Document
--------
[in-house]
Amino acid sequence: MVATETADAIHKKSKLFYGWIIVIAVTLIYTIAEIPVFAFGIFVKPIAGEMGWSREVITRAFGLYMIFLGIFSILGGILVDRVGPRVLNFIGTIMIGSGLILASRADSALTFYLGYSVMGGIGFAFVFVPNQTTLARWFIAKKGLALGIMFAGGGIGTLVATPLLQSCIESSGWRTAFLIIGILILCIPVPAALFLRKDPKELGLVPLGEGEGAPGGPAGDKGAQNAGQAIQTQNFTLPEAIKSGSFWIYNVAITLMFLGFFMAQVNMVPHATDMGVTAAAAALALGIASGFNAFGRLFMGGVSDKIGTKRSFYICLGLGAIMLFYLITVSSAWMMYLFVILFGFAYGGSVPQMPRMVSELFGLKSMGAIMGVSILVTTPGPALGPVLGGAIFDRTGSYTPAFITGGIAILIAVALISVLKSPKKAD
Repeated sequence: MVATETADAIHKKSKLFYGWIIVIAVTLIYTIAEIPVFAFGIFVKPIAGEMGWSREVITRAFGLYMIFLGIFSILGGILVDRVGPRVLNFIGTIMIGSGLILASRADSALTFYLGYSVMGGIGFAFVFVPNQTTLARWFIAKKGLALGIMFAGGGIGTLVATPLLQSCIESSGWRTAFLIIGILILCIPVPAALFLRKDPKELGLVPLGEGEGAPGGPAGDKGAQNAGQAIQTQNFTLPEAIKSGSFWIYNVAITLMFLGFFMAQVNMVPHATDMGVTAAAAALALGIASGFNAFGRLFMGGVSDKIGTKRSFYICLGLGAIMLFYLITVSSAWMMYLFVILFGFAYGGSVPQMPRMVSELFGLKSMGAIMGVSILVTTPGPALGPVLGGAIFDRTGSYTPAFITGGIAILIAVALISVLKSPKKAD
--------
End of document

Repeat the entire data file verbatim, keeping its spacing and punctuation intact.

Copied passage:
[in-house]
Amino acid sequence: MVATETADAIHKKSKLFYGWIIVIAVTLIYTIAEIPVFAFGIFVKPIAGEMGWSREVITRAFGLYMIFLGIFSILGGILVDRVGPRVLNFIGTIMIGSGLILASRADSALTFYLGYSVMGGIGFAFVFVPNQTTLARWFIAKKGLALGIMFAGGGIGTLVATPLLQSCIESSGWRTAFLIIGILILCIPVPAALFLRKDPKELGLVPLGEGEGAPGGPAGDKGAQNAGQAIQTQNFTLPEAIKSGSFWIYNVAITLMFLGFFMAQVNMVPHATDMGVTAAAAALALGIASGFNAFGRLFMGGVSDKIGTKRSFYICLGLGAIMLFYLITVSSAWMMYLFVILFGFAYGGSVPQMPRMVSELFGLKSMGAIMGVSILVTTPGPALGPVLGGAIFDRTGSYTPAFITGGIAILIAVALISVLKSPKKAD
Repeated sequence: MVATETADAIHKKSKLFYGWIIVIAVTLIYTIAEIPVFAFGIFVKPIAGEMGWSREVITRAFGLYMIFLGIFSILGGILVDRVGPRVLNFIGTIMIGSGLILASRADSALTFYLGYSVMGGIGFAFVFVPNQTTLARWFIAKKGLALGIMFAGGGIGTLVATPLLQSCIESSGWRTAFLIIGILILCIPVPAALFLRKDPKELGLVPLGEGEGAPGGPAGDKGAQNAGQAIQTQNFTLPEAIKSGSFWIYNVAITLMFLGFFMAQVNMVPHATDMGVTAAAAALALGIASGFNAFGRLFMGGVSDKIGTKRSFYICLGLGAIMLFYLITVSSAWMMYLFVILFGFAYGGSVPQMPRMVSELFGLKSMGAIMGVSILVTTPGPALGPVLGGAIFDRTGSYTPAFITGGIAILIAVALISVLKSPKKAD